What’s more, polyamorous people don’t seem to be plagued by monogamous-style romantic envy. Bjarne Holmes, a psychologist at Champlain College in Vermont has found that polyamorous people tend to experience less overall jealousy, even in situations that would drive monogamous couples to Othello-levels of suspicion. “It turns out that, hey, people are not reacting with jealousy when their partner is flirting with someone else,” Holmes told LiveScience.

Sheff agreed. “I would say they have lower-than-average jealousy,” she said. “People who are very jealous generally don’t do polyamory at all.”

Read it all.

I will take comments on this submitted by email only to KSHarmon[at]mindspring[dot]com.

Posted in * Culture-Watch, * International News & Commentary, --Polyamory, America/U.S.A., Marriage & Family, Men, Psychology, Sexuality, Women

(Telegraph) Google's most popular questions

Like many people, I trust Google to find me answers to everything from the mundane to the medical. Now, after a decade in which our increasing obsession with social media brought our computers out of the study and into the living-room, more of us are turning to the internet even when our question is emotional or irrational. The result: two decades after the birth of the web, our search histories have become a mirror to every aspect of our lives.

“Someone once said that what you look for is way more telling than information about yourself ”“ this is something Google and other search engines understood a long time ago,” says Luciano Floridi, the Professor of Philosophy and Ethics of Information at the Oxford Internet Institute.

“Future generations will be able to trace our interests as a society just by looking at what we were looking for. Even if we don’t find the information, it doesn’t matter. Who we are, how we represent ourselves, how the world feeding back a mirror image of ourselves shapes our idea of ourselves ”“ this is as old as philosophy, but today has a completely new twist. The online and offline are becoming more and more blurred, and that feeds back into our self-perception.” (If that sounds pseudy, then think of the example of a recruiter Googling someone who’s applied for a job: does the person on Twitter better represent who they really are, or the person on their best behaviour in the interview room?)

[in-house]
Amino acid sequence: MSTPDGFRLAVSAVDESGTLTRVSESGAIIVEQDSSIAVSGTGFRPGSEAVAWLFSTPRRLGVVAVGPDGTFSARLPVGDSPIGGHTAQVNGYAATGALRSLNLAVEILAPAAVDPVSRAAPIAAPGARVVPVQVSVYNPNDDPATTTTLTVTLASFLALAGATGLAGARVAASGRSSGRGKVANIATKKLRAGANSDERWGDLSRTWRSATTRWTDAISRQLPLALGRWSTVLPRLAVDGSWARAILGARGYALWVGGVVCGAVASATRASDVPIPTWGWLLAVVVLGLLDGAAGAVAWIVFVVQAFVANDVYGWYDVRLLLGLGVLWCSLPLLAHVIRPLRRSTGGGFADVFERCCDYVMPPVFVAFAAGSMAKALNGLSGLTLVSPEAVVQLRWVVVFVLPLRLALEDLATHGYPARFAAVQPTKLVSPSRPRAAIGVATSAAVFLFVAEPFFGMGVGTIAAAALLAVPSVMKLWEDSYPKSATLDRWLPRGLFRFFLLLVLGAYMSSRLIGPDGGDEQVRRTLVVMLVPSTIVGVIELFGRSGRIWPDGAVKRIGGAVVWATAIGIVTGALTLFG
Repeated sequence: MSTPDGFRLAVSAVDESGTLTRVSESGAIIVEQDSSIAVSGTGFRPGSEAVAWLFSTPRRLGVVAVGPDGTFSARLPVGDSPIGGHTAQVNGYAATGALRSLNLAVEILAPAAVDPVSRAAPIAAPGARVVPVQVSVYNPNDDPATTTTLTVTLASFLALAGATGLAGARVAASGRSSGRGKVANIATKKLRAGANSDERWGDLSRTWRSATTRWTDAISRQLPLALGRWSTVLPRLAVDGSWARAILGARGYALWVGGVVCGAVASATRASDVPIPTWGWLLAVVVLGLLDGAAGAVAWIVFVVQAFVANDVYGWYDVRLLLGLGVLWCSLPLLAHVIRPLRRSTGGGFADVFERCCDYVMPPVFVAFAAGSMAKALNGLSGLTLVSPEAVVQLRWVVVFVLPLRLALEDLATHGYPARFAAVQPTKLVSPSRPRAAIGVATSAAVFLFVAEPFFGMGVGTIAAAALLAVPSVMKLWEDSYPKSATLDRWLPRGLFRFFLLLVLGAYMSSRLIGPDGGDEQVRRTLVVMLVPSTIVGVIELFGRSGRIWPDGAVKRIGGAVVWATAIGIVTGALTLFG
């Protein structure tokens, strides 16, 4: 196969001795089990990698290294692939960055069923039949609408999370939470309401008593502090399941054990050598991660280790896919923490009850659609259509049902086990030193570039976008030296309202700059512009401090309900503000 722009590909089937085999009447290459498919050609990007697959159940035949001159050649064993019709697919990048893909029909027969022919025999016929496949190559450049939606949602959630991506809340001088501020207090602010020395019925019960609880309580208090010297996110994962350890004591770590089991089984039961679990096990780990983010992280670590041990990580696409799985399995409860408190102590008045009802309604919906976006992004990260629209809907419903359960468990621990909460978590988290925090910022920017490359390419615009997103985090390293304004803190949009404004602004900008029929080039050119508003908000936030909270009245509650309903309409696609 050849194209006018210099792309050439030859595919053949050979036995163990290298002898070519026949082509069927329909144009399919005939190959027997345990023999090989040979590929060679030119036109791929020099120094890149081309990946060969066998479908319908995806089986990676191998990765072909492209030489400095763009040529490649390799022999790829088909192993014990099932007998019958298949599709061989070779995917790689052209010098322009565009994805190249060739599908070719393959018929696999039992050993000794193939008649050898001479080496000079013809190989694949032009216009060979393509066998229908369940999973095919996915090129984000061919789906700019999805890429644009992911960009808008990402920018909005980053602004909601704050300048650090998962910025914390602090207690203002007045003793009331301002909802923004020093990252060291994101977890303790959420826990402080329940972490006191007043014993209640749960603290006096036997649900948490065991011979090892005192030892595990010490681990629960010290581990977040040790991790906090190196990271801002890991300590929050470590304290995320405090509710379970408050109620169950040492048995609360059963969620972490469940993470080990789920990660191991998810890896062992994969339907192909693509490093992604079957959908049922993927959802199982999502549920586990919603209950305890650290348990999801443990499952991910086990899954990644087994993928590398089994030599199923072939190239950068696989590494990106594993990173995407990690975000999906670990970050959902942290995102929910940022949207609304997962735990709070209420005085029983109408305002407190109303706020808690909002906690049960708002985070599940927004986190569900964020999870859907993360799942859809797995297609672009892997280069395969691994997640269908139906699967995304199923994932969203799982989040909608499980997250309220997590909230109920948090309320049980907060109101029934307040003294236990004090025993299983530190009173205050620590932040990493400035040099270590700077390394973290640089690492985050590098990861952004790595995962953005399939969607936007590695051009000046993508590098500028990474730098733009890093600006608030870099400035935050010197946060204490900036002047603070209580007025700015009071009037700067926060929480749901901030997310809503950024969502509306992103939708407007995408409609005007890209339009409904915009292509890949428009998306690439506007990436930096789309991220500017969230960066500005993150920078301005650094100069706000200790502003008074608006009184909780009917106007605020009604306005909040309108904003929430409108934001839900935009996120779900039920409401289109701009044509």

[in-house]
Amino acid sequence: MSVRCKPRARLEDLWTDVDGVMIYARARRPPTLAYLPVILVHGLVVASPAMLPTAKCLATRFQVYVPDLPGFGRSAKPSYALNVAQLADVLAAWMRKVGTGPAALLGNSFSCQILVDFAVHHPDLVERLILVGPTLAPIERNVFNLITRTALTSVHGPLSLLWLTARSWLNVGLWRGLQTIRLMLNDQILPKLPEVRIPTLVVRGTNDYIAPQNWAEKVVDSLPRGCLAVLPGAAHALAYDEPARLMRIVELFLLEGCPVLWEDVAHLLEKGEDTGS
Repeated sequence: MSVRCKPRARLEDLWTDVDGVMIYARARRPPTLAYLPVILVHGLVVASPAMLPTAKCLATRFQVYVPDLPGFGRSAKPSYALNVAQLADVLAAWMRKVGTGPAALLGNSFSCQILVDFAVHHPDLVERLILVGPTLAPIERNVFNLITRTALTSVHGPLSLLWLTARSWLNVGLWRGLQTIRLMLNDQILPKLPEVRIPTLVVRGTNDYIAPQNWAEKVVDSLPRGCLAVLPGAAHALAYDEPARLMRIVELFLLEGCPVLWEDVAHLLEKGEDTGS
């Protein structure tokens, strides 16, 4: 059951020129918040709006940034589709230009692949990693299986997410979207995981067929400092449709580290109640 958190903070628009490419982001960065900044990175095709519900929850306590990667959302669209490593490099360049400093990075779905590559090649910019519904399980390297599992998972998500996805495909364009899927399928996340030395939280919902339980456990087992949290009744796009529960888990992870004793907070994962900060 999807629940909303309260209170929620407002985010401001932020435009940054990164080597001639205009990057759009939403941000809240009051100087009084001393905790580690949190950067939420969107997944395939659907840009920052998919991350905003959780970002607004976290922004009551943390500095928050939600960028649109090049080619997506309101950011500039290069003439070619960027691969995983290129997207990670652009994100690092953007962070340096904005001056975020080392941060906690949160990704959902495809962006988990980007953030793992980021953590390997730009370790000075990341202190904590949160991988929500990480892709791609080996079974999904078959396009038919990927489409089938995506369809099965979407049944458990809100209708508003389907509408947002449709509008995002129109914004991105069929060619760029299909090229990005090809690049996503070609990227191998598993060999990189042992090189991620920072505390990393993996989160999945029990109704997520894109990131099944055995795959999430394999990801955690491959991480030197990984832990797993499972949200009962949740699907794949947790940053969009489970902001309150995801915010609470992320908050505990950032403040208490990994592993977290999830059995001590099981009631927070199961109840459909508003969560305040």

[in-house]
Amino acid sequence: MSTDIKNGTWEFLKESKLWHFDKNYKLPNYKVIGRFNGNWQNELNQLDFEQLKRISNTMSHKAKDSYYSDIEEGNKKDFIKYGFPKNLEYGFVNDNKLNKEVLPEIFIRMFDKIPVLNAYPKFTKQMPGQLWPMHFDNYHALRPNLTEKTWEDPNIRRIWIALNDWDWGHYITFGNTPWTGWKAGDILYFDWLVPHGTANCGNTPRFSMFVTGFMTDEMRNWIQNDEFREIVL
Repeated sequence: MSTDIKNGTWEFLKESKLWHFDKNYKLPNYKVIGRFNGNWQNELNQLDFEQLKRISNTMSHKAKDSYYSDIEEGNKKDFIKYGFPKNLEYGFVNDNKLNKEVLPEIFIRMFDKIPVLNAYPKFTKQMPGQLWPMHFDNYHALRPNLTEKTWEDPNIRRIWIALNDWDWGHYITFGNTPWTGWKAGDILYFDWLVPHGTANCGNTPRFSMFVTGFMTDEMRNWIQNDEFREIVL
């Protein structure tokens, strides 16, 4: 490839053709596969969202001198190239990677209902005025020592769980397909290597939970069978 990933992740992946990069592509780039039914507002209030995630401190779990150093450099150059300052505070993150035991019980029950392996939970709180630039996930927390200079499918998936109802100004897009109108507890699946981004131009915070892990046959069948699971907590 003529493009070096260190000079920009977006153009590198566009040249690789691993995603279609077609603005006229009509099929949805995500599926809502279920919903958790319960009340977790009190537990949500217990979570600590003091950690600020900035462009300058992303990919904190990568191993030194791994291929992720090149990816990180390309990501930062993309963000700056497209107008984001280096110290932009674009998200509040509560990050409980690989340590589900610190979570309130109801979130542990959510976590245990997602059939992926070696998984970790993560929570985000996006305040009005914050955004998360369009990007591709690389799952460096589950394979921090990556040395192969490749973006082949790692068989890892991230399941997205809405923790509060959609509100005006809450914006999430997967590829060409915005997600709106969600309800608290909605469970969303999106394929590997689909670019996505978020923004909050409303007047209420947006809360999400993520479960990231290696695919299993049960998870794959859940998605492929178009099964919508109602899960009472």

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Posted in * Culture-Watch, * International News & Commentary, --Social Networking, Blogging & the Internet, England / UK, Health & Medicine, Philosophy, Psychology, Religion & Culture, Science & Technology

(Independent) Stefano Hatfield–Complete disestablishment of church and state necessary

Being more cynical, one might buy into the famous Marx quotation: “religion is the opium of the people”. While it’s true that Marx was articulating his belief that religion was a way of “power” saying “don’t worry if you’re downtrodden in this life, you will find a reward in the next”, in the wider quotation from which those words are taken, he was actually being more sympathetic: acknowledging the potential of religion to give solace where there is distress.

That’s how I feel when I look on in bemused fascination at members of my own family’s religious devotion despite their never-ending series of trials in this life. As a callow, arrogant youth I would try the Marx line out on them, only to be dismissed. And rightly so, because back then I was merely trying to provoke them.